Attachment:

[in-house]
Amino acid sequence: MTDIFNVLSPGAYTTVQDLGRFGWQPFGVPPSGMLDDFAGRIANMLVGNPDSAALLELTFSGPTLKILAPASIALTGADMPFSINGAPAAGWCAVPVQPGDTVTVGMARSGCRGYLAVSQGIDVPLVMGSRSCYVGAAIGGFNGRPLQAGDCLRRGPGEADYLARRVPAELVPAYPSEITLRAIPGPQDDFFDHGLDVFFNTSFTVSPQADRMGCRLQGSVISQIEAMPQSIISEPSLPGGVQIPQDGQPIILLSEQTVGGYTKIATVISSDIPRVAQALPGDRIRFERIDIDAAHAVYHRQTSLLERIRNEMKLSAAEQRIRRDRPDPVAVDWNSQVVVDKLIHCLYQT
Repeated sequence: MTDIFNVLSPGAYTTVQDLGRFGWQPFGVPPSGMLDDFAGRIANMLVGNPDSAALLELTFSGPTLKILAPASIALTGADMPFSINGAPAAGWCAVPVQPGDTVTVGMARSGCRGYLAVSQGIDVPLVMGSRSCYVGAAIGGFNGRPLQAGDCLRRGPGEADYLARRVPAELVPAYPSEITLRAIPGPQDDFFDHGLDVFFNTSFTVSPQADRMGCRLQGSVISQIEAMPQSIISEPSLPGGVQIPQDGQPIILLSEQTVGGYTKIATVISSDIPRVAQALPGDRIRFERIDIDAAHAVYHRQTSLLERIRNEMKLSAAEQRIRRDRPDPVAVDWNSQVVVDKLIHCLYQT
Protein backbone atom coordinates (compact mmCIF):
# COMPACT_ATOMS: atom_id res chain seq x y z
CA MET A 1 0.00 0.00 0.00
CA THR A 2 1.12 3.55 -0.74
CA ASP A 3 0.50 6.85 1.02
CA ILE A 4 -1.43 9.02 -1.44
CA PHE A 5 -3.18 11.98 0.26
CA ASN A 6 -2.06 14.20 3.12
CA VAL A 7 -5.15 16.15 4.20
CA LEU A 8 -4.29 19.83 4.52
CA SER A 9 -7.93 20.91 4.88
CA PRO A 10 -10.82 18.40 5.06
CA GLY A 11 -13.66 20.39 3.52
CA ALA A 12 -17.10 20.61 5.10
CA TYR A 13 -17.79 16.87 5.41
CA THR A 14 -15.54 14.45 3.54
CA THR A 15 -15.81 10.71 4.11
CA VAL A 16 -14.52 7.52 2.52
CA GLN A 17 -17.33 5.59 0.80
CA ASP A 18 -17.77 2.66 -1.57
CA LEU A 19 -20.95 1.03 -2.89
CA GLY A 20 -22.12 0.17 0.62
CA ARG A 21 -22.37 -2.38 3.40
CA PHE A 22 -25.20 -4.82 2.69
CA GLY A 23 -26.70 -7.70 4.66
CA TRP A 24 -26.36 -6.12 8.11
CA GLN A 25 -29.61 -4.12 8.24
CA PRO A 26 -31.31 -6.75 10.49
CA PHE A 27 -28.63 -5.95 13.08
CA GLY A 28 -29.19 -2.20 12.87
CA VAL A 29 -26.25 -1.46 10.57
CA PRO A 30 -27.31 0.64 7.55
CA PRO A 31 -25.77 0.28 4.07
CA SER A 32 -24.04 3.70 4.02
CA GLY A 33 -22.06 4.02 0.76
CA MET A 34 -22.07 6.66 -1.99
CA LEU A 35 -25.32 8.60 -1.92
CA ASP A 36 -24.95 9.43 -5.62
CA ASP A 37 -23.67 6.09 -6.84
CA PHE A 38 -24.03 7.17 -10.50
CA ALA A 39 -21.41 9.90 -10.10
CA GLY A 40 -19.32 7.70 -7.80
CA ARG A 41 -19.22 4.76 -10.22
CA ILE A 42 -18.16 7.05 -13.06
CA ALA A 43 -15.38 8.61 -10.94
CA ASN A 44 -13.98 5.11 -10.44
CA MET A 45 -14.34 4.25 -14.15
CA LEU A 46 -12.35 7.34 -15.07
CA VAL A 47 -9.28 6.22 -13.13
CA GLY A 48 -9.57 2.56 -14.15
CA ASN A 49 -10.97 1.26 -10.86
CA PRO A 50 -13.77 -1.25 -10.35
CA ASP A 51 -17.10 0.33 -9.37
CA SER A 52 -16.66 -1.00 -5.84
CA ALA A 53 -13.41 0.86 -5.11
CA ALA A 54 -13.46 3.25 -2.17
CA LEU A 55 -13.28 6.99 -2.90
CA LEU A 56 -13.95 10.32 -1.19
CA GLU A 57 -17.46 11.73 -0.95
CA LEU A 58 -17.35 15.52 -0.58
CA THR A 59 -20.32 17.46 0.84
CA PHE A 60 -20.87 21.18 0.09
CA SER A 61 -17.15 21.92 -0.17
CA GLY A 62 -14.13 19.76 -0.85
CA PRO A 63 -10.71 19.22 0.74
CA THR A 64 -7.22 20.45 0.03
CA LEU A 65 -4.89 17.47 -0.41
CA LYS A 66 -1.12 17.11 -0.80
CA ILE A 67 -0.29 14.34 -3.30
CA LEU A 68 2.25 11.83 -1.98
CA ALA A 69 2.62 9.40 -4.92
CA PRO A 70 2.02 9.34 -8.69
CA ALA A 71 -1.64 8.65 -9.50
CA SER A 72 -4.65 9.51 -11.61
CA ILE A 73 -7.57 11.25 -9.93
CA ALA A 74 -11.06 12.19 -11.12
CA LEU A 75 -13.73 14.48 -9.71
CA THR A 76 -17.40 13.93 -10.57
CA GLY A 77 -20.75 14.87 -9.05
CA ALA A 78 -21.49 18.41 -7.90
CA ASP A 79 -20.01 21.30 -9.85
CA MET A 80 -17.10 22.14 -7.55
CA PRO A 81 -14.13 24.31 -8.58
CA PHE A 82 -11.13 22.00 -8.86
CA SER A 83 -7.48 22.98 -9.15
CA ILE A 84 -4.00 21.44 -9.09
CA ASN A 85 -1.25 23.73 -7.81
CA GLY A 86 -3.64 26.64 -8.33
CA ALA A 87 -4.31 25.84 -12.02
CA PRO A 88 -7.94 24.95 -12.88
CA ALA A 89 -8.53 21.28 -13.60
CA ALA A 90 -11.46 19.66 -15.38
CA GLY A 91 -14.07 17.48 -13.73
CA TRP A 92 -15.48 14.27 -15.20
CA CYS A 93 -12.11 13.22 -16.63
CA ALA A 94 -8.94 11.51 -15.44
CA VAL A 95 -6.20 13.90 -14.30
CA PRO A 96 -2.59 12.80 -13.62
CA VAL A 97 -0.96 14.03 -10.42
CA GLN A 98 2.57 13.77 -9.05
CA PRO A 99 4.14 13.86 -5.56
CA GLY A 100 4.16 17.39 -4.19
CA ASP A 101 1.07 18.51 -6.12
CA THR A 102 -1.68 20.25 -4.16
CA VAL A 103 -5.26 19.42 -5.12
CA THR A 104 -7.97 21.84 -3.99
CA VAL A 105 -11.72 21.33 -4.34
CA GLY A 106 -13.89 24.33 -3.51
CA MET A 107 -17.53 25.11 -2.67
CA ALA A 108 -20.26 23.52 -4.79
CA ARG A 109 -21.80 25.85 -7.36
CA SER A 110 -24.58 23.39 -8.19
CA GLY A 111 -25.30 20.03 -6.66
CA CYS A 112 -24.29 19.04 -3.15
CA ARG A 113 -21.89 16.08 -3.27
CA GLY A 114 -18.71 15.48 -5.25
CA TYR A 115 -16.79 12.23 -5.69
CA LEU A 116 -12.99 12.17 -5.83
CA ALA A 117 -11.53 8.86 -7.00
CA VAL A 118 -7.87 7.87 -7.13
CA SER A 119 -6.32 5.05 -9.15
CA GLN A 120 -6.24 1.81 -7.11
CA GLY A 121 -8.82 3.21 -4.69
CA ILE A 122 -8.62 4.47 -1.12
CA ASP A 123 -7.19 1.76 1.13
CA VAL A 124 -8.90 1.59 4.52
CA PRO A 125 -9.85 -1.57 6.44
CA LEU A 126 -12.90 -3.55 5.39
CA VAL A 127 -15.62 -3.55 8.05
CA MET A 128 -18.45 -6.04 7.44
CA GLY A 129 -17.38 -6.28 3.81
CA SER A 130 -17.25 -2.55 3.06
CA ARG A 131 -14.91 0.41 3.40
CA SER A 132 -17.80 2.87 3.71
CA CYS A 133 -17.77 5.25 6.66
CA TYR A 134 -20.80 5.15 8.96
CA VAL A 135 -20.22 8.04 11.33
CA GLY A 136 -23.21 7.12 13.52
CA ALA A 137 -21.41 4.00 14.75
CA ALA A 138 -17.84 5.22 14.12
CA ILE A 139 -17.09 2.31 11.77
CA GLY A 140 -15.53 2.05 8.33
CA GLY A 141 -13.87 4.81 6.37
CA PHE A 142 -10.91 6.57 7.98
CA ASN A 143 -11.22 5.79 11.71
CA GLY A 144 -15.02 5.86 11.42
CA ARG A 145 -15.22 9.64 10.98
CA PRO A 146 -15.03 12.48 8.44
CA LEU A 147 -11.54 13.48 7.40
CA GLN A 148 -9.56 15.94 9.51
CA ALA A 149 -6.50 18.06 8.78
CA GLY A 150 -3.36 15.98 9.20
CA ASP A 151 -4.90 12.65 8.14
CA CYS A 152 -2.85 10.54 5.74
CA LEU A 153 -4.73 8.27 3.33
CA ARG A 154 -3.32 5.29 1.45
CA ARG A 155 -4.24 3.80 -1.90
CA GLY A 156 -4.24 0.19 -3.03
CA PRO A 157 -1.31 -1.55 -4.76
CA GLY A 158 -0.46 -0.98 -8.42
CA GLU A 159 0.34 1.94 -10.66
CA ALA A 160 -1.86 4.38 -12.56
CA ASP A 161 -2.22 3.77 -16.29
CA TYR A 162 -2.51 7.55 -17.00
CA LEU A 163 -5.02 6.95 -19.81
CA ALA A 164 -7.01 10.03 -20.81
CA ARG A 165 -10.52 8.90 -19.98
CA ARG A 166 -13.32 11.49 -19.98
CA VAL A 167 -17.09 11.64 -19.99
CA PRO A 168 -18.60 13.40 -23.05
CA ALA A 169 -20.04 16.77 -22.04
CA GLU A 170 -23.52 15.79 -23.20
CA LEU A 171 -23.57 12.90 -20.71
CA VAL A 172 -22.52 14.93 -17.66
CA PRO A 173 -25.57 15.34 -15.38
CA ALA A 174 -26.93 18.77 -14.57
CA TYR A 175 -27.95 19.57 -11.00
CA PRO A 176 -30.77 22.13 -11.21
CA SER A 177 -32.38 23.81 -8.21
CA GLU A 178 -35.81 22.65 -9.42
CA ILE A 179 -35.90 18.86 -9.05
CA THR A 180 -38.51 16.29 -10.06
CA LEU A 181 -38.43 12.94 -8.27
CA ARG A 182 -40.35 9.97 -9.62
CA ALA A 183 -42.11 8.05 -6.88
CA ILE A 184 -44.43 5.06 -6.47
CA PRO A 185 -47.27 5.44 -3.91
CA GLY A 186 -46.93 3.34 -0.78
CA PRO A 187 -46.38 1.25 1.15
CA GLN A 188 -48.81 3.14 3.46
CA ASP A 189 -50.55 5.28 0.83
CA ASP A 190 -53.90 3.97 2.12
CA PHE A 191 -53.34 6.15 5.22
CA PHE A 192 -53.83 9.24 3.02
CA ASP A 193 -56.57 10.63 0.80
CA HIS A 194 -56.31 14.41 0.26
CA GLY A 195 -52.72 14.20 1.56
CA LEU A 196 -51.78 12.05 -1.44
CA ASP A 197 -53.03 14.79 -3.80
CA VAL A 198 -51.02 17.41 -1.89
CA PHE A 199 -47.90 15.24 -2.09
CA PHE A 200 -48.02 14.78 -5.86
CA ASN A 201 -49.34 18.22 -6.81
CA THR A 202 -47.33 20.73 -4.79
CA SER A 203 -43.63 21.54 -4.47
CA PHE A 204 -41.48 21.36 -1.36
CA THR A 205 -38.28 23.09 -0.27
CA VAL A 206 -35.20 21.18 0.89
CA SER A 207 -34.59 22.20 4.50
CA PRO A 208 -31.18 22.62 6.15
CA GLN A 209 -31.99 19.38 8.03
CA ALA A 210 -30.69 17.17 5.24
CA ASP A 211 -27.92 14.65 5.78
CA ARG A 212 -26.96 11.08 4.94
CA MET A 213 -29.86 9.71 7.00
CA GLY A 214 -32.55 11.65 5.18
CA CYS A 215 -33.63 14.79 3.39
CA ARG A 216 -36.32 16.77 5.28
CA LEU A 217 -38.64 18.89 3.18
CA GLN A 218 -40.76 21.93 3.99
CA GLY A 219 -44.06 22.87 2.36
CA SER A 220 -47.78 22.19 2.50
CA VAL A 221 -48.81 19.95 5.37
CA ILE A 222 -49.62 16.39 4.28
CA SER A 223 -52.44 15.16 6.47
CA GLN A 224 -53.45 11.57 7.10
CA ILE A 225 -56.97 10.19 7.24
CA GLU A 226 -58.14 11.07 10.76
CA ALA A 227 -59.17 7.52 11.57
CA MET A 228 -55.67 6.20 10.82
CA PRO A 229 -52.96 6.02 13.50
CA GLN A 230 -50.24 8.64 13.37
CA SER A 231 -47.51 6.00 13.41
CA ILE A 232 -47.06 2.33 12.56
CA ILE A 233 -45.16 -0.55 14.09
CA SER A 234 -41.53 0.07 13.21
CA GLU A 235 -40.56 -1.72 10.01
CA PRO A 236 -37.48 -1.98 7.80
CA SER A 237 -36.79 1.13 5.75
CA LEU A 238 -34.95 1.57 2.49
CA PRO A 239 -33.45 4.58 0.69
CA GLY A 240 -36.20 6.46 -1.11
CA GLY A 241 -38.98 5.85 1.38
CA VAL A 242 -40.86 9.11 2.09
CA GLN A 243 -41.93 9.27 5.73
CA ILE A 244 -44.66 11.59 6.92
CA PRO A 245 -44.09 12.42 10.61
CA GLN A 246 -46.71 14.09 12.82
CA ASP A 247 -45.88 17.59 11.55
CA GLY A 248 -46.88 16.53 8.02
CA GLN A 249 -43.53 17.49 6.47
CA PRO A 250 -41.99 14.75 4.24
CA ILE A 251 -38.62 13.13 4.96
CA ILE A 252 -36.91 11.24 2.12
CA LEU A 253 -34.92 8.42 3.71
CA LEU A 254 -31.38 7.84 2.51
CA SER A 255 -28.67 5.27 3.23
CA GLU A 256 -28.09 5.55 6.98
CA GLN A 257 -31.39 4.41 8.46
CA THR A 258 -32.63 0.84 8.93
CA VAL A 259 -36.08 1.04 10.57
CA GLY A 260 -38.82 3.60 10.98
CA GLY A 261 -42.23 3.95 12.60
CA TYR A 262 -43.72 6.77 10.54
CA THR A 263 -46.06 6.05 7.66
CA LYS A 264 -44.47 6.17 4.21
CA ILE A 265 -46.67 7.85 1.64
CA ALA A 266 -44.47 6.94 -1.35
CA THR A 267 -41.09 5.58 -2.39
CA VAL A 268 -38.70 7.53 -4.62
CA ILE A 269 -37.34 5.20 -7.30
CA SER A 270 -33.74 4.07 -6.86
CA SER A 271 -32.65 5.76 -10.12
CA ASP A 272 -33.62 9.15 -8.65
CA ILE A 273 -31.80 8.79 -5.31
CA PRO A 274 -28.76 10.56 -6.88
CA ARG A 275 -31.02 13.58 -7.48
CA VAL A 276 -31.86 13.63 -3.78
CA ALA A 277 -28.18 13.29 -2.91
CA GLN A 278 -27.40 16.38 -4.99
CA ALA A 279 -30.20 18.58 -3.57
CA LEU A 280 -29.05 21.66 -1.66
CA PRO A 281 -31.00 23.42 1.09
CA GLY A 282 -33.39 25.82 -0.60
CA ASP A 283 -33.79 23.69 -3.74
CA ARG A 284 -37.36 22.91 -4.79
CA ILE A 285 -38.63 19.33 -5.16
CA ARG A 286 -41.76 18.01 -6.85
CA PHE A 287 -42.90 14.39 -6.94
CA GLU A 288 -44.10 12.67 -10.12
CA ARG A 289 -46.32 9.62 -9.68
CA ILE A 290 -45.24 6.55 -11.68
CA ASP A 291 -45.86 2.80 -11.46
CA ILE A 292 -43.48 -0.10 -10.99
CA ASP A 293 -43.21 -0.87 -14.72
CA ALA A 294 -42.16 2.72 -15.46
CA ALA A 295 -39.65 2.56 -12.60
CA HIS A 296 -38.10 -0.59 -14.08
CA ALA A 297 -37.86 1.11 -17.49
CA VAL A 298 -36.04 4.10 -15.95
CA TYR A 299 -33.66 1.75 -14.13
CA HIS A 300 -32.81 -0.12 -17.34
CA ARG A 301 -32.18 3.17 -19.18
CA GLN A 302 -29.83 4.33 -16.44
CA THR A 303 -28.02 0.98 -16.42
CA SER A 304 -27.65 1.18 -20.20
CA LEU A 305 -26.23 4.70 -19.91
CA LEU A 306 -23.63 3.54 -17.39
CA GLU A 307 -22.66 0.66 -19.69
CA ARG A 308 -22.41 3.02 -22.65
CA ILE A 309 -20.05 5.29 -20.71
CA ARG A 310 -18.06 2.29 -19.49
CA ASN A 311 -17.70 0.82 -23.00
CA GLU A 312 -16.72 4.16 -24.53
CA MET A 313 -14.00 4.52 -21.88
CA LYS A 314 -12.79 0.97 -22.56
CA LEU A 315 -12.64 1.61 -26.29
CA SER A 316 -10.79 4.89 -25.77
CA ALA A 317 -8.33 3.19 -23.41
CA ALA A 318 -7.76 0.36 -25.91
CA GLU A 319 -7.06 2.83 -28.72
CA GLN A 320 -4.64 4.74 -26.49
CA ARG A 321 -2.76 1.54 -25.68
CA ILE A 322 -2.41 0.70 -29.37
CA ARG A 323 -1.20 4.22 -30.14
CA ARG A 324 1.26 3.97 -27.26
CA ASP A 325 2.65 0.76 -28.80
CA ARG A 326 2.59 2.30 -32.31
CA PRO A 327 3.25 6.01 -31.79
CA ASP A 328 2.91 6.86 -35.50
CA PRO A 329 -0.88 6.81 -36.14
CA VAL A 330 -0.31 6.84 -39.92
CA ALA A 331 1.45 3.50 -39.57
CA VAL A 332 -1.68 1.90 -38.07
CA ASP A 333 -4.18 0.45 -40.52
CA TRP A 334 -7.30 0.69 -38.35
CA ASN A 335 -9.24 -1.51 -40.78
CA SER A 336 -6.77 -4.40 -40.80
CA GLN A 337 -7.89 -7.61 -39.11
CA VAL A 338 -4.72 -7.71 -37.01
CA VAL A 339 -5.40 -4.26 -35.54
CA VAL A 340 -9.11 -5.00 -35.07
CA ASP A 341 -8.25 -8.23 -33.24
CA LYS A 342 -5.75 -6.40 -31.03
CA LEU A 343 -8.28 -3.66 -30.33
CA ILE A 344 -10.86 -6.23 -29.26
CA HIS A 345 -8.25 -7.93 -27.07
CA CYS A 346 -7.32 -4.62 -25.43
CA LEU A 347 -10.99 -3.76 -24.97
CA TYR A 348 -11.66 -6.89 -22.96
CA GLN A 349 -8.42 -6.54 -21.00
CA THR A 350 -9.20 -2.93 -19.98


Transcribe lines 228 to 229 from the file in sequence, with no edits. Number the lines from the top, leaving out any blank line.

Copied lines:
CA SER A 223 -52.44 15.16 6.47
CA GLN A 224 -53.45 11.57 7.10